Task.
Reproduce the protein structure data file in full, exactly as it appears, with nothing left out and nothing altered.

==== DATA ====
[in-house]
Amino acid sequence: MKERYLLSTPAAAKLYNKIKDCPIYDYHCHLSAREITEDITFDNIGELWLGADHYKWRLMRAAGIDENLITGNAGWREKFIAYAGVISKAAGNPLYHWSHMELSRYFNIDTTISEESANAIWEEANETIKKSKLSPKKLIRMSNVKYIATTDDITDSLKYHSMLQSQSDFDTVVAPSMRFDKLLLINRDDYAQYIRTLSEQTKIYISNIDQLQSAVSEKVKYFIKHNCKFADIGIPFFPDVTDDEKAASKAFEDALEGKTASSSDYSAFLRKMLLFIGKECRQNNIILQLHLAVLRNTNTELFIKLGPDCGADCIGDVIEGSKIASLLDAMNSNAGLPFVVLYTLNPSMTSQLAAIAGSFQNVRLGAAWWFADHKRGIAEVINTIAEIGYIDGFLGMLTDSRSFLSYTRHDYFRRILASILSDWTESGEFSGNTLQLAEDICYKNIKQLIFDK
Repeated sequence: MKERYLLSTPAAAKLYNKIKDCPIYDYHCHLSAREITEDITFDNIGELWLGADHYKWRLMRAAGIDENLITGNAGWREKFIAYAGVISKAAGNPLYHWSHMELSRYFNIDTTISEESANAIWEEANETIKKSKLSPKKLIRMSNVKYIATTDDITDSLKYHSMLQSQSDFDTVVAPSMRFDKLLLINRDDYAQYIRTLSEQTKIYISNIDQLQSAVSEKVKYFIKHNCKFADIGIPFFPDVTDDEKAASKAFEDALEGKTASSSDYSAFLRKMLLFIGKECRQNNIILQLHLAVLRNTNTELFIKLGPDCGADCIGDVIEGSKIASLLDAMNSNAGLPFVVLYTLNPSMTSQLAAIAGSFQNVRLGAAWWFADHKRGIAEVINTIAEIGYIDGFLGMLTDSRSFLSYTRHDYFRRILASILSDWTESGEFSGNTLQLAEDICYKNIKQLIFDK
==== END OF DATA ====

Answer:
[in-house]
Amino acid sequence: MKERYLLSTPAAAKLYNKIKDCPIYDYHCHLSAREITEDITFDNIGELWLGADHYKWRLMRAAGIDENLITGNAGWREKFIAYAGVISKAAGNPLYHWSHMELSRYFNIDTTISEESANAIWEEANETIKKSKLSPKKLIRMSNVKYIATTDDITDSLKYHSMLQSQSDFDTVVAPSMRFDKLLLINRDDYAQYIRTLSEQTKIYISNIDQLQSAVSEKVKYFIKHNCKFADIGIPFFPDVTDDEKAASKAFEDALEGKTASSSDYSAFLRKMLLFIGKECRQNNIILQLHLAVLRNTNTELFIKLGPDCGADCIGDVIEGSKIASLLDAMNSNAGLPFVVLYTLNPSMTSQLAAIAGSFQNVRLGAAWWFADHKRGIAEVINTIAEIGYIDGFLGMLTDSRSFLSYTRHDYFRRILASILSDWTESGEFSGNTLQLAEDICYKNIKQLIFDK
Repeated sequence: MKERYLLSTPAAAKLYNKIKDCPIYDYHCHLSAREITEDITFDNIGELWLGADHYKWRLMRAAGIDENLITGNAGWREKFIAYAGVISKAAGNPLYHWSHMELSRYFNIDTTISEESANAIWEEANETIKKSKLSPKKLIRMSNVKYIATTDDITDSLKYHSMLQSQSDFDTVVAPSMRFDKLLLINRDDYAQYIRTLSEQTKIYISNIDQLQSAVSEKVKYFIKHNCKFADIGIPFFPDVTDDEKAASKAFEDALEGKTASSSDYSAFLRKMLLFIGKECRQNNIILQLHLAVLRNTNTELFIKLGPDCGADCIGDVIEGSKIASLLDAMNSNAGLPFVVLYTLNPSMTSQLAAIAGSFQNVRLGAAWWFADHKRGIAEVINTIAEIGYIDGFLGMLTDSRSFLSYTRHDYFRRILASILSDWTESGEFSGNTLQLAEDICYKNIKQLIFDK